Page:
Sad notes from middle America

The Payroll Union – Your Obedient Servant

Stream – ‘General James Wolfe’

The Payroll Union (formerly known as Pete David & The Payroll Union) are back, a shy 5 months since their last EP debuted at The White Lion. Now a three piece, they embrace a darker sound. Perhaps less sparse and more succinct, these six songs are a visceral reminder of how story and character oriented music can pack an emotional punch without being boring or insular.

Your obedient servant is pieced by 6 tales set during those times in American history (circa 19th century) that make for a cracking film (see: The conspirator). More specific subjects are: assassins, lowlifes, bloodthirsty generals, betrayal, the slave trade and the secrets we all carry to our graves.

‘Jake the Pistol’ starts the EP, first with a few very moody notes and then with an almost happy mood. The lyrics, however, are everything but joyful.  The song is about John Wilkes Booth, and in true Payroll Union tradition, historical facts set the scene for a tale to be told. This modus operandi is what makes all these Americana songs take a step above: they have a tale to tell, which rewards history buffs without alienating the non-enthusiast.

‘Julia died of cholera’ is a brutal song, easily the one that clenched my attention on the first spin. Even if I heard most of these songs before live, the one that captures the energy and grit that pack The Payroll Union in any live gig is this one. The bassline, half dancey, all powerful. The drumming, leading towards something. The lyrics, full of emotion. “Julie died of cholera in 1833 / she had two successors but neither fit for me / The first, she was a heretic so I cast her aside / The second I feared for infidelity and lies”. A powerful, strong lamentation, just what you would think a man who killed a chieftain (R.I.P. Tecumseh) and used it for its political gain while still weeping for a wife long gone would feel on the twilight years of his life.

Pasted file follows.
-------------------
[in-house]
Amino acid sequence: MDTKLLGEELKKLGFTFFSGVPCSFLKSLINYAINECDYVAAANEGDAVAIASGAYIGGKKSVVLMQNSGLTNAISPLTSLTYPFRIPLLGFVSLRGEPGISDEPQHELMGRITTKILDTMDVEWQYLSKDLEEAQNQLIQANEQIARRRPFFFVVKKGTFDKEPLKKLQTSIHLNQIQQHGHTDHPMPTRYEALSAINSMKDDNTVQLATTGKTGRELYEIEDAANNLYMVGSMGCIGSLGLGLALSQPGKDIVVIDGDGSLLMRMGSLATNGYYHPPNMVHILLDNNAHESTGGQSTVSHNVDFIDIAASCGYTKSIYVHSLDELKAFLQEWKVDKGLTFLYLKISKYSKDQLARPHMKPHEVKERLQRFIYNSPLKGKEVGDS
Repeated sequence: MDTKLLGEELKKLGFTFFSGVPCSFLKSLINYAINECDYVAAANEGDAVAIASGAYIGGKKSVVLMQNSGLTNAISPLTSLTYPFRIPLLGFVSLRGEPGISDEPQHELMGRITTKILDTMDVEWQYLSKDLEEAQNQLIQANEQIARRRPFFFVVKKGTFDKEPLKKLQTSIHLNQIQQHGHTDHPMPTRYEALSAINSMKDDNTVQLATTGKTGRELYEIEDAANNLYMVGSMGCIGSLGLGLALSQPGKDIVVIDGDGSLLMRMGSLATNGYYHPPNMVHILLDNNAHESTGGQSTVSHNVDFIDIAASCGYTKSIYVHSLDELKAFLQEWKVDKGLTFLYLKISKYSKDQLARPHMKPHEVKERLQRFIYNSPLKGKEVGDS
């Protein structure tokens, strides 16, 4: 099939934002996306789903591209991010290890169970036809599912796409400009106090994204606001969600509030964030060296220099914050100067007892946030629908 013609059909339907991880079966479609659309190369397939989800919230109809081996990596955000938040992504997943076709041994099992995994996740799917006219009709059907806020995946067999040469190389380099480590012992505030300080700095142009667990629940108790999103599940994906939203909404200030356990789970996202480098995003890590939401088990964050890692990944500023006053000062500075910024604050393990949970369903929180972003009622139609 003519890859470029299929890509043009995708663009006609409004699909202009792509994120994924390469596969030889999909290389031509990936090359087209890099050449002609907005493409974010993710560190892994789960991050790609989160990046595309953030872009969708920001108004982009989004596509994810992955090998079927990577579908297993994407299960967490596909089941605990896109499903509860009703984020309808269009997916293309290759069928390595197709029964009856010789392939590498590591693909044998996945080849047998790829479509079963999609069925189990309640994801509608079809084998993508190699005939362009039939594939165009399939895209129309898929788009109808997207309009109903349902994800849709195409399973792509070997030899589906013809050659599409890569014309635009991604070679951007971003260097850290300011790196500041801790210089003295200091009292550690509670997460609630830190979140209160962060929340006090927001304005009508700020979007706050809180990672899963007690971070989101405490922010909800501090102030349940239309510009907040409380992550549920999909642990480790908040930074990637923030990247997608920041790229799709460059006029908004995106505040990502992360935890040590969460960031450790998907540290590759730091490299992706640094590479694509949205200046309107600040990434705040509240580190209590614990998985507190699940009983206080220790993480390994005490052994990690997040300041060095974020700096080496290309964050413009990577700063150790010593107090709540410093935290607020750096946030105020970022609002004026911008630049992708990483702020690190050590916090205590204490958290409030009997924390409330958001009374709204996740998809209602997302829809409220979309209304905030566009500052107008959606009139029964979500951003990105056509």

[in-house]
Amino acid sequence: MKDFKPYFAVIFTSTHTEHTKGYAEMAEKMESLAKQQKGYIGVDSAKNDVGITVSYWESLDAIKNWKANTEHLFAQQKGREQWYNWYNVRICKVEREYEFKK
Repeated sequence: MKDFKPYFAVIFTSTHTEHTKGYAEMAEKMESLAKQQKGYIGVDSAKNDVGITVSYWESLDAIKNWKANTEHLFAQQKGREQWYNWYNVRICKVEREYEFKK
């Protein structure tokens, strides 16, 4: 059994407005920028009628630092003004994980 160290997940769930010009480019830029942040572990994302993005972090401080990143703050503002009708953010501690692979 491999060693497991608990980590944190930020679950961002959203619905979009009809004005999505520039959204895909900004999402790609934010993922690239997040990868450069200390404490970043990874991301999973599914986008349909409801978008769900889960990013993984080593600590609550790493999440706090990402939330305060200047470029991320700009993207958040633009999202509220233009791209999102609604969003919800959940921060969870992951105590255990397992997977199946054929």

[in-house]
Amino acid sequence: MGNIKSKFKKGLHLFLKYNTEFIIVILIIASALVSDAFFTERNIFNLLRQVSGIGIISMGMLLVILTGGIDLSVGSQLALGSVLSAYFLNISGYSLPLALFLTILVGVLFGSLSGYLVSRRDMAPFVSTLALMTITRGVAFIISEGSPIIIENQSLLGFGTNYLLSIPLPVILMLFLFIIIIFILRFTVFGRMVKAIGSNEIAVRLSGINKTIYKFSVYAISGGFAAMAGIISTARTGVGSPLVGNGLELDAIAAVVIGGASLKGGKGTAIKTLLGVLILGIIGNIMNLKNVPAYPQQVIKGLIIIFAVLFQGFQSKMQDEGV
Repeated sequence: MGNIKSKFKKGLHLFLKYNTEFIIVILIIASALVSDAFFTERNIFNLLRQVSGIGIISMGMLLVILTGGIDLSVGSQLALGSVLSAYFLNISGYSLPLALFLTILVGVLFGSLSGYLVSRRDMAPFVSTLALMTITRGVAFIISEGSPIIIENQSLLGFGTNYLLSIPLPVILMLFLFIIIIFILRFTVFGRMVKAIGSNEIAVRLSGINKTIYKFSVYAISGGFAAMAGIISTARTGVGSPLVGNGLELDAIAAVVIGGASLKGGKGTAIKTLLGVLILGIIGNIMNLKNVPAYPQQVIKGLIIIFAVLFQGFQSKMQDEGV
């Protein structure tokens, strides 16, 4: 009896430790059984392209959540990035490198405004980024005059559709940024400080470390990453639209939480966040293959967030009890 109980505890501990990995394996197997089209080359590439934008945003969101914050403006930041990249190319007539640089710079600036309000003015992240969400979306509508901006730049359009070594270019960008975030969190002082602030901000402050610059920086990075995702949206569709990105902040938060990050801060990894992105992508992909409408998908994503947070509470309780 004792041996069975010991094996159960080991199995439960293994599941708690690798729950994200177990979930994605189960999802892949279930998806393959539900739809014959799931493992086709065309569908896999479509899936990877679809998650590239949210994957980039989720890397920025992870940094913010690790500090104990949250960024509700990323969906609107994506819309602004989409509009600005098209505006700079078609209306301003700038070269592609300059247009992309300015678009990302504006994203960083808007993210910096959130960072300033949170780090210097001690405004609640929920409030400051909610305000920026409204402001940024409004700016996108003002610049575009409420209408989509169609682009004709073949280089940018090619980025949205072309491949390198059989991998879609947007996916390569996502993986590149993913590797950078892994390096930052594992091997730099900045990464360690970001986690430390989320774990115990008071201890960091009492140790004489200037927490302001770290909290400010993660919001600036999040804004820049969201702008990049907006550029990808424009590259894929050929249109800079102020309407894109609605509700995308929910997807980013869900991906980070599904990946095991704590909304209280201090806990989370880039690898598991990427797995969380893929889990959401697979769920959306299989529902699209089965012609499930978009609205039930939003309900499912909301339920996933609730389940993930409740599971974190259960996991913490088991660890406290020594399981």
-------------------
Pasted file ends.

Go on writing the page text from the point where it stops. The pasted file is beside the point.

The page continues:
Although the band is now a trio, they do relish into the freedom that recorded media can give against the constraints that a live setting could yield. This is true in ‘1826’, a song that has little details that add to the mix: a bit of melodica, a heavily distorted organ and even a piece of wood being broken are all thrown in and mixed in a subtle way, richening an already good song.

So far, three songs, all with a fast pace, setting up the plot towards a slower, smouldering second half. ‘Old blossom tree’ is probably the darkest (and longest) moment in Your obedient servant. Never slowing to a grind, it is the stark point that needs something lighter to liven up the spirits. Thankfully, that “something” is ‘Emily’ (which has a brand new video) a happy, catchy song. Again, lyrics are moody (but then again, American history is full of sad stories) but the music softens the blow.

The moment of respite does not last, as the stark ‘General James Wolfe’ closes the EP. We’ve mentioned some of the historical setting of this song before, suffice to say, it involves war and its consequences, all told in a very poetic way and held together by the strong muscles of bass and drums.

Your obedient servant follows some of the ideas presented by the band before, but with a more tighter pace. Add to that the elements of well-thought lyrics, an interesting musical base chock-full of creativity and you’ve have a keeper of an EP. The subject matter is tragic most of the time, but it fits with the mood of decay that comes with the Autumn season. Heck, it goes well with the introspective that comes with the end of the year’s self-assessment we all do. Like they say: those who don’t know history are doomed to repeat it.

Words: Sam

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